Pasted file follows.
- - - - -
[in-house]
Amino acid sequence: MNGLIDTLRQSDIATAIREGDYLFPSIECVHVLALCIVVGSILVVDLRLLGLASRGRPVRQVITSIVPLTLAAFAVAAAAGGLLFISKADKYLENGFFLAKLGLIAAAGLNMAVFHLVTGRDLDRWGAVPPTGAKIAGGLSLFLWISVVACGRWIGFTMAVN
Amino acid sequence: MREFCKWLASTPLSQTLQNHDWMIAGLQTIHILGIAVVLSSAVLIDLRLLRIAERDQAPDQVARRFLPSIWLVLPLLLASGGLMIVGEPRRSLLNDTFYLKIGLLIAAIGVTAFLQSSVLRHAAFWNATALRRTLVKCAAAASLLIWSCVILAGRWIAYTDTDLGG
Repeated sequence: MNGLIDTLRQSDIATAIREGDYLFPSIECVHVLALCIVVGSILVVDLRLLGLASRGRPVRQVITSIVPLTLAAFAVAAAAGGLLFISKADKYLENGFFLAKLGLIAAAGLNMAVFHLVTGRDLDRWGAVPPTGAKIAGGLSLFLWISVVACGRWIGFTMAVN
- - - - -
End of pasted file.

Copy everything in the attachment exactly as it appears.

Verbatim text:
[in-house]
Amino acid sequence: MNGLIDTLRQSDIATAIREGDYLFPSIECVHVLALCIVVGSILVVDLRLLGLASRGRPVRQVITSIVPLTLAAFAVAAAAGGLLFISKADKYLENGFFLAKLGLIAAAGLNMAVFHLVTGRDLDRWGAVPPTGAKIAGGLSLFLWISVVACGRWIGFTMAVN
Amino acid sequence: MREFCKWLASTPLSQTLQNHDWMIAGLQTIHILGIAVVLSSAVLIDLRLLRIAERDQAPDQVARRFLPSIWLVLPLLLASGGLMIVGEPRRSLLNDTFYLKIGLLIAAIGVTAFLQSSVLRHAAFWNATALRRTLVKCAAAASLLIWSCVILAGRWIAYTDTDLGG
Repeated sequence: MNGLIDTLRQSDIATAIREGDYLFPSIECVHVLALCIVVGSILVVDLRLLGLASRGRPVRQVITSIVPLTLAAFAVAAAAGGLLFISKADKYLENGFFLAKLGLIAAAGLNMAVFHLVTGRDLDRWGAVPPTGAKIAGGLSLFLWISVVACGRWIGFTMAVN